The New York City law firm managed to get through the recession without mass layoffs, but it’s letting 60 lawyers and 110 staff members go today. It has already cut the pay of 30 of the firm’s 300 partners.
Weil’s Chairman Barry Wolf told DealBook there just wasn’t enough work for all the lawyers there anymore.
The timing of the mass layoffs is unusual. Big law firms had mass layoffs during the recession, but those have eased up in the past few years. Weil probably managed to avoid recession-era layoffs because one of its specialties is bankruptcy — an area of the law that thrives during tough economic times.
While it’s possible other firms may start laying off associates, Weil was in a pretty unusual position because it had a number of very lucrative bankruptcies (including Lehman) that have been winding down, industry expert Steven Harper told us.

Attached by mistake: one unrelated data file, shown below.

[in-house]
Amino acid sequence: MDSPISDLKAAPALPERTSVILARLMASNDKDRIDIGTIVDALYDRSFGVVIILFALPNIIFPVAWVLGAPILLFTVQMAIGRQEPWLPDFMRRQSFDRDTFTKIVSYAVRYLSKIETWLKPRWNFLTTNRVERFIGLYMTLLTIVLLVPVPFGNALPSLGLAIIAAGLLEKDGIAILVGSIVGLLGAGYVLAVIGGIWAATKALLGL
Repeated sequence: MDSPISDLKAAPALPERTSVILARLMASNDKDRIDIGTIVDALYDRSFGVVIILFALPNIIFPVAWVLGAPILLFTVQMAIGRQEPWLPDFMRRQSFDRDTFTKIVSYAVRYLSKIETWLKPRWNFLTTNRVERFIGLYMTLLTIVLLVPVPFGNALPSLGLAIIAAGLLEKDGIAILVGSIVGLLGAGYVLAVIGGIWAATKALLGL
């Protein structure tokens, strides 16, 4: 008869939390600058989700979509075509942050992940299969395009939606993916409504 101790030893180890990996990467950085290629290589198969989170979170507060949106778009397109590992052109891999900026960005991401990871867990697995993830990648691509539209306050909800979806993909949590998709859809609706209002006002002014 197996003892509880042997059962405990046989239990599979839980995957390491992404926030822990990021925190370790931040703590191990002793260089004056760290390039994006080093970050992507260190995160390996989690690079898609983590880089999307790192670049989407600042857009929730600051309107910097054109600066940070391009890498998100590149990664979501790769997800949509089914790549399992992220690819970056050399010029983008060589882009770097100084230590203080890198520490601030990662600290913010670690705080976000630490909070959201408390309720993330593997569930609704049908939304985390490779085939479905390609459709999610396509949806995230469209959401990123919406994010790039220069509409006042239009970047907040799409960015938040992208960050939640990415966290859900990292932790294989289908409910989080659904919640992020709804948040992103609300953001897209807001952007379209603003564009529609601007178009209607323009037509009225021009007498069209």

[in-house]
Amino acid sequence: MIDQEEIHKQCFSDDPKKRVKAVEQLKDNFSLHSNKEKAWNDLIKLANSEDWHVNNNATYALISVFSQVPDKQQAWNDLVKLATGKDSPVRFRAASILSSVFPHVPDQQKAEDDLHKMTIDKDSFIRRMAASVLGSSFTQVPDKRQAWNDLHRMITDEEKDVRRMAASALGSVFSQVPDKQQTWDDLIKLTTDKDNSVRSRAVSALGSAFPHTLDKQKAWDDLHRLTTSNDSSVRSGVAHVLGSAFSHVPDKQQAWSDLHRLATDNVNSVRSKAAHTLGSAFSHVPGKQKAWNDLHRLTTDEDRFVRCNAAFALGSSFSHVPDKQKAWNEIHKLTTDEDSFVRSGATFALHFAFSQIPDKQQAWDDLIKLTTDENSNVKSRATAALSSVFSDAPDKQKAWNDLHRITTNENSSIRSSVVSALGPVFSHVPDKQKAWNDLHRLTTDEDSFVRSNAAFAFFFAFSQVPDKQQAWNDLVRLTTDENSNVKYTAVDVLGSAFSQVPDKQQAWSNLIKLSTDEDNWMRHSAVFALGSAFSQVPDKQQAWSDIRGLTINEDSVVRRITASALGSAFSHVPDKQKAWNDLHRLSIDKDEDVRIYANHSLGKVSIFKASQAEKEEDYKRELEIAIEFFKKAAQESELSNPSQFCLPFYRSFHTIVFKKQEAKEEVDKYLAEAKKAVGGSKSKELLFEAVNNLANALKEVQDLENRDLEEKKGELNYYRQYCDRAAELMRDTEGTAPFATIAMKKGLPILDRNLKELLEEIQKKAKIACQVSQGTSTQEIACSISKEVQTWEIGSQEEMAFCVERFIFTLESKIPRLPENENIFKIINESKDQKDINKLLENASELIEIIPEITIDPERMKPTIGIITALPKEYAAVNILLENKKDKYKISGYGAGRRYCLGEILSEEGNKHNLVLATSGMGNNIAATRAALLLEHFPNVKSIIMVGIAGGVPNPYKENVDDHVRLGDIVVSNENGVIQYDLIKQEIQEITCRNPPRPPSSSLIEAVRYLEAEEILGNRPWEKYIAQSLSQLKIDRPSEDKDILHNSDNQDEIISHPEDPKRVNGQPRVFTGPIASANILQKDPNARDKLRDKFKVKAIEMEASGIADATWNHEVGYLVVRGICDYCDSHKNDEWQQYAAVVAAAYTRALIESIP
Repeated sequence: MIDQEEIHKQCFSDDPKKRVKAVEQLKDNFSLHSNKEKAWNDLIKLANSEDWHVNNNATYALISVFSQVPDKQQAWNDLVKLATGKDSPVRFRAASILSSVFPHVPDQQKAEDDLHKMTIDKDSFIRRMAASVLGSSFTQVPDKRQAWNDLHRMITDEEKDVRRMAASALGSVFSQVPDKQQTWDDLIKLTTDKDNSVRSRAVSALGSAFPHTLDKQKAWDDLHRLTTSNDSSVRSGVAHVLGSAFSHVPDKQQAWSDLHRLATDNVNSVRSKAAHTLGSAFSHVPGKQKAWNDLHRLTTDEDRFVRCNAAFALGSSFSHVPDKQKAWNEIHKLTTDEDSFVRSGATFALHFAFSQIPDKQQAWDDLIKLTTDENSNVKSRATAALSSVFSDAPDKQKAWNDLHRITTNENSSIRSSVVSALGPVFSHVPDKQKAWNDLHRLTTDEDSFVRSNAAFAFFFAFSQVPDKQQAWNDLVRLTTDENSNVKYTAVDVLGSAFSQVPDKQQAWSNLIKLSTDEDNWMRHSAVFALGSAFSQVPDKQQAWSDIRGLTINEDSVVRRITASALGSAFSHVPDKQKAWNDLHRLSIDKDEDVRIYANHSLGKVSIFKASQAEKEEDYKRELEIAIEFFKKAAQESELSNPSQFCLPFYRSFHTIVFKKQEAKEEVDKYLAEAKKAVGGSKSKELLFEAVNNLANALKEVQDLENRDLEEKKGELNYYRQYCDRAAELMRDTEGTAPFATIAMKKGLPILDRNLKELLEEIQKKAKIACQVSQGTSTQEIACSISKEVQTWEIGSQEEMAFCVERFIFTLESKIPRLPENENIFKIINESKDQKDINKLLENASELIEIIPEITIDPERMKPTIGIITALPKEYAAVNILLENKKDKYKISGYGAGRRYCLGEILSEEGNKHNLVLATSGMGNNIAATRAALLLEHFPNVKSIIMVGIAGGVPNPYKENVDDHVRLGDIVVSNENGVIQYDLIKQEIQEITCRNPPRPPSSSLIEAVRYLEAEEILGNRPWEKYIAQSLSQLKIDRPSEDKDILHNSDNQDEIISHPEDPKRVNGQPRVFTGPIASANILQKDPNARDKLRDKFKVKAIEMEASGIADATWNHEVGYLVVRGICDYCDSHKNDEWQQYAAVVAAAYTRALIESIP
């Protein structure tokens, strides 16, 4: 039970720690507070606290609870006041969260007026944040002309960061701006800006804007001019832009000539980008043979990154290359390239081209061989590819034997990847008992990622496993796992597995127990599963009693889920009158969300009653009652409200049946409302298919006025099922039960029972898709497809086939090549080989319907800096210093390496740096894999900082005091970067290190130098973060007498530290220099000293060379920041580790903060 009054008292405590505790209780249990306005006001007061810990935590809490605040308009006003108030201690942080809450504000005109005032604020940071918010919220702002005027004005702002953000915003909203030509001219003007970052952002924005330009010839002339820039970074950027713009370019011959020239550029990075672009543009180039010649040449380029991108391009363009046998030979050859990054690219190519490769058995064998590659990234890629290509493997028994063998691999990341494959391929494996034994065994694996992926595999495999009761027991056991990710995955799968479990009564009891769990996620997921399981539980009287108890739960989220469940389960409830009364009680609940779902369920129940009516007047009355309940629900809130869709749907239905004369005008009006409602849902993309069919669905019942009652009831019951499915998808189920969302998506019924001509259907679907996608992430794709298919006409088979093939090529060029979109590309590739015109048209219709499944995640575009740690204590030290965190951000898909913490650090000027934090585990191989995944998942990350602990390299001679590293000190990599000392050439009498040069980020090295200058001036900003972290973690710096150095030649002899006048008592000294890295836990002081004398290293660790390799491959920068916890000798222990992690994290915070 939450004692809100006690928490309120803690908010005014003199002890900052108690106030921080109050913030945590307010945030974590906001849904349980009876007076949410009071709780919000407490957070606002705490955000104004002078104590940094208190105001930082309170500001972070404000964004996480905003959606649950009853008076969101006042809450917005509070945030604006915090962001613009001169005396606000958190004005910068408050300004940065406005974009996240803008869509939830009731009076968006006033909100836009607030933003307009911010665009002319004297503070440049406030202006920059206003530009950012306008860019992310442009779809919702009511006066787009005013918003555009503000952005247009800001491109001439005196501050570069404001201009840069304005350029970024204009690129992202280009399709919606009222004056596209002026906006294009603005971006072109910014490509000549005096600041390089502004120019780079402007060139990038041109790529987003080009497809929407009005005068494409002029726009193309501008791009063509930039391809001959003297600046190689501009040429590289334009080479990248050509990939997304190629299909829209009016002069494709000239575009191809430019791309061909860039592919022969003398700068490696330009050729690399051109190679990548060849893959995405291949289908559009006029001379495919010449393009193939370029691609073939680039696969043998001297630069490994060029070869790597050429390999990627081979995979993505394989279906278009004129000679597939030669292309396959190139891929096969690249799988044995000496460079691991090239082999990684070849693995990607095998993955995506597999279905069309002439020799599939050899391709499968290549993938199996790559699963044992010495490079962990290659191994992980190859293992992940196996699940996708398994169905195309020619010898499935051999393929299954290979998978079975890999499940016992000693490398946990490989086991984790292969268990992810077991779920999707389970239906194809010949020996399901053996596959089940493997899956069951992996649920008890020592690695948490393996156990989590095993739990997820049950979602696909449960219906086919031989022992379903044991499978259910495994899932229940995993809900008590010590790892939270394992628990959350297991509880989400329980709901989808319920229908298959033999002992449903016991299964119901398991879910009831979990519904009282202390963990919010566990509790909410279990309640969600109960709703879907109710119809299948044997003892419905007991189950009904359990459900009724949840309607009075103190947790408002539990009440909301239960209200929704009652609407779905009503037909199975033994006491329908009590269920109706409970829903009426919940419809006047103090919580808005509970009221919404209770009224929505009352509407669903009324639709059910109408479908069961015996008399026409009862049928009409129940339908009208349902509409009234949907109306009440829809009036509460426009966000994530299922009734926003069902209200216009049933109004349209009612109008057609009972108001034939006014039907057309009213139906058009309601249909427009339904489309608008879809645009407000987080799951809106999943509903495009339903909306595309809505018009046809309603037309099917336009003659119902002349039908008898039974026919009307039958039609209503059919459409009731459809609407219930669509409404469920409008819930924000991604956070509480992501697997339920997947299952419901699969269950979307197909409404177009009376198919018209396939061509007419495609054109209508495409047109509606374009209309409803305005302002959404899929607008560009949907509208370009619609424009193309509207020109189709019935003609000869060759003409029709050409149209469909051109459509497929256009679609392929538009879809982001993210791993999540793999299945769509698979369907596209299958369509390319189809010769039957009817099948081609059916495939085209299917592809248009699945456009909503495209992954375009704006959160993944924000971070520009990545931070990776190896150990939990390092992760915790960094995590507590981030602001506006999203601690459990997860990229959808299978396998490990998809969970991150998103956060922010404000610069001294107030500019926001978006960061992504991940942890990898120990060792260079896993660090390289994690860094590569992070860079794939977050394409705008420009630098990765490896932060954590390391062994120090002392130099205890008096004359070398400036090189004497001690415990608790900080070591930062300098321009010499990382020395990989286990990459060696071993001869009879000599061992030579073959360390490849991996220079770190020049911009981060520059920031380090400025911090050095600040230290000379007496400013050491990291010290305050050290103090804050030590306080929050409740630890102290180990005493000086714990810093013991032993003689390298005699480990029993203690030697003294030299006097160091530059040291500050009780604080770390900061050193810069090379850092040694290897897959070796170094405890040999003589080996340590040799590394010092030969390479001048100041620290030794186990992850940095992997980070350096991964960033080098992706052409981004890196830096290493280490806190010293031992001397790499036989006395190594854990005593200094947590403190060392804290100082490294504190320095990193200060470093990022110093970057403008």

“So the firm may have had unique reasons to act as it has,” says Harper, author of “The Lawyer Bubble: A Profession In Crisis.
“What’s especially remarkable to me is that a firm would announce a major layoff now,” Harper added, “when top law students from all over the country are getting their first taste of life in a big firm as summer associates.”
Weil is one of the largest law firms in America, as was Dewey & LeBoeuf, which filed for bankruptcy last year. Unlike debt-laden Dewey though, Weil told DealBook it had zero debt.
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